Why Creative Play Matters

Earlier this week, I went on a date in Dupont Circle. We ended up going to this fun place called Board Room, filled with board games like Monopoly, Risk, and Settlers of Catan. I had a great time kicking butt at Boggle and losing at Jenga.

It was perfect timing. Fall can feel like the least playful of seasons. Kids go back to school. Work begins to ramp up after all the summer vacations. The Stark family motto from Game of Thrones echoes through my head:

       Winter is coming

Of course, this is when we need play, especially creative play, the most.

What is creative play?

Creative play is imaginative fun. It feels silly, whimsical. Most important, it’s fun. Kids are constantly in the middle of creative play, including:

  • Making up stories
  • Dressing up
  • Building something from found materials
  • Experimenting with food

All of these require imagination and exercise important cognitive skills, especially executive function. This cognitive skill helps us control our emotions and impulses. As we get older, creative play can reduce stress and make our days more fun. It also helps us stay in touch with our imagination and joy.

If it’s so good for us, why does no one do it?

If there’s a word that describes being an adult especially in America, it’s productivity. We’re expected to always be on. Rather than doing things well, we’re often trying to do more in less time. The Protestant work ethic is strong in America. So strong, that we often see play as immature, childish, and a waste of time.

Technology also makes creative play less necessary. Netflix, social media, 24 hour news: there are so many ways to let someone else entertain us. With longer commute times, growing demands at work, and juggling other commitments, who has time to sleep let alone play?

Play can be even more difficult for creative people. So many don’t take creative work seriously. You make up stories? You paint pretty pictures? They seem to insinuate that because our work is based on imagination, it’s not hard work. Certainly isn’t worth valuing economically. In the effort to be taken seriously, we can make creativity only work, forgetting how to play altogether.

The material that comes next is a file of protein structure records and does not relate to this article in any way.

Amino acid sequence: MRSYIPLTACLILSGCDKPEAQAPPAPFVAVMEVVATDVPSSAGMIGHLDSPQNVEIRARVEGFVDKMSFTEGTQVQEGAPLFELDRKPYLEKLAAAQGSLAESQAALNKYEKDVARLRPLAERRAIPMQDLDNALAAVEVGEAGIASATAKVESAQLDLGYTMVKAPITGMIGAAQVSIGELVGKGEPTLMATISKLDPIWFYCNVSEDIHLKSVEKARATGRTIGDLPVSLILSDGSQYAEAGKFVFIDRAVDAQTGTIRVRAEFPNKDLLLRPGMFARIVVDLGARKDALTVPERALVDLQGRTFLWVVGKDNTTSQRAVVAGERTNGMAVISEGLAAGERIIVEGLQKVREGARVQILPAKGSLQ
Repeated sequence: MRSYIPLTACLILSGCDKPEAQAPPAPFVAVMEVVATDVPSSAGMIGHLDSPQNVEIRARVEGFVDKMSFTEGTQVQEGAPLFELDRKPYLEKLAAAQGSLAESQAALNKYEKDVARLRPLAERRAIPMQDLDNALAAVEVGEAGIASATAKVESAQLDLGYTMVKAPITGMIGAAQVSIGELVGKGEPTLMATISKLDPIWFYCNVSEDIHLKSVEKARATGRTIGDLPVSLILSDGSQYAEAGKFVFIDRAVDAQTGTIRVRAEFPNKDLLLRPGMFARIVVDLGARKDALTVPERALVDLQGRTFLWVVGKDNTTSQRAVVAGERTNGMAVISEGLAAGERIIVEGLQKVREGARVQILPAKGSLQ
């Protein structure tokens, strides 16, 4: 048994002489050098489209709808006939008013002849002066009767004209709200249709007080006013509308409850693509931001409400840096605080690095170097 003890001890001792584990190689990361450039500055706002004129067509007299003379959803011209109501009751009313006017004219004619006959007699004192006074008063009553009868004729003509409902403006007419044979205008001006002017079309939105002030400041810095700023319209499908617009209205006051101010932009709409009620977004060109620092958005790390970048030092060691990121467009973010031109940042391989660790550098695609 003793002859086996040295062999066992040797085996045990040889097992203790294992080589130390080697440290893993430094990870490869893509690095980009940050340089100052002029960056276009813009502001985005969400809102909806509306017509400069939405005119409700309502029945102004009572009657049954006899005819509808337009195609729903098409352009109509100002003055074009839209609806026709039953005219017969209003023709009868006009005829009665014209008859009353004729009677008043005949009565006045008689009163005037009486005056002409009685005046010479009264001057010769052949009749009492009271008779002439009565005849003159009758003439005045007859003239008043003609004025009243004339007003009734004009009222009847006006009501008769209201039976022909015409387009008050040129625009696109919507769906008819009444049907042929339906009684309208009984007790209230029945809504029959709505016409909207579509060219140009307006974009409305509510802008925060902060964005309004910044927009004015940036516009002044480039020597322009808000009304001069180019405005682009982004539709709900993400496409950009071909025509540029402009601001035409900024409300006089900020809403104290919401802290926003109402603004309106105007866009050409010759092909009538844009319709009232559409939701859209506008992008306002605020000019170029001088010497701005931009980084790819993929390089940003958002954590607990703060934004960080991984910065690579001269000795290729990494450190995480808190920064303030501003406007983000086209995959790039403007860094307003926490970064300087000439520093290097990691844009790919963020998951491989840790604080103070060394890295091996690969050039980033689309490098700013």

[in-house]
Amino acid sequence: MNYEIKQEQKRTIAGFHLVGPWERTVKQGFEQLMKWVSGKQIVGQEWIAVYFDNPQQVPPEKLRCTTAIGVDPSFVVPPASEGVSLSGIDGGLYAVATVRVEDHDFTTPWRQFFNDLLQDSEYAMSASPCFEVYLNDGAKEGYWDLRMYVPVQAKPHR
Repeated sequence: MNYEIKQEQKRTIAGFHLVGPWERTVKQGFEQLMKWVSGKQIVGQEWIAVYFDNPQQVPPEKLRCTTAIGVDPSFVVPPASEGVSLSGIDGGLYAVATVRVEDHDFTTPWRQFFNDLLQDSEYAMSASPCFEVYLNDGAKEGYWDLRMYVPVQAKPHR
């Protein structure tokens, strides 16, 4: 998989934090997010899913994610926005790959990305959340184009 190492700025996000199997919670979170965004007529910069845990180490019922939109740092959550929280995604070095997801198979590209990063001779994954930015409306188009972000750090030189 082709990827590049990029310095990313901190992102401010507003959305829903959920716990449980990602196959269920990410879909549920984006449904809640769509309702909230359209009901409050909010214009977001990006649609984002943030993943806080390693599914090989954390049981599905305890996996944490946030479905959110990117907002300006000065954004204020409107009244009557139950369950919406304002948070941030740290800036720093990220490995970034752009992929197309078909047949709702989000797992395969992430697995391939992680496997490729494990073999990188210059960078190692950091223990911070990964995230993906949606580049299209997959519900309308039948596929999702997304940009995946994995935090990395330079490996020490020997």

Yet, keeping creativity fun is critical for staying creative. Here are a few reasons why:

Expand your imagination

We are creatures of habit, even when we’re being creative. It’s easy to find inspiration in the same places, to tell certain kinds of stories, or write songs that sound the same. It’s good to know what works but that can limit your work. It can blind you from opportunities all around you.

Taking the time to play expands your imagination. For instance, I’ve always loved making up dances to songs. As a kid, my friends and I would perform to Backstreet Boys, Aqua, and Spice Girls for our parents (You know it’s love when they’re willing to watch you dance to Barbie Girl.)

Today, I still love dancing to catchy pop music. I can’t tell you how many times I’ve sat down, sweaty and excited with a story idea found mid-song. Dancing affects my work: These pieces are often more physical and tactile because I’d just been spending time not in my head, but in tune with my body.

Whether you dance or start cutting up old paper towel tubes, bringing creative play back into your life opens new avenues for inspiration and new angles to explore.

Experiment with reduce risk

chess

You have an idea. Perhaps it’s just an inkling, but it intrigues you. You want to explore it further, but you have to bet on its success. Would you be willing to bet a million dollars? What about five? At five dollars, you’re much more likely to bet and see if your idea could work.

Play allows you to experiment without huge amounts of risk. You’re not painting a commission; you’re just trying to paint with your pinky finger. You’re not doing a client’s portrait session; you’re capturing your best friend laughing. At the very least you get a good laugh. Or, you may have found a great new idea you want to pursue more seriously.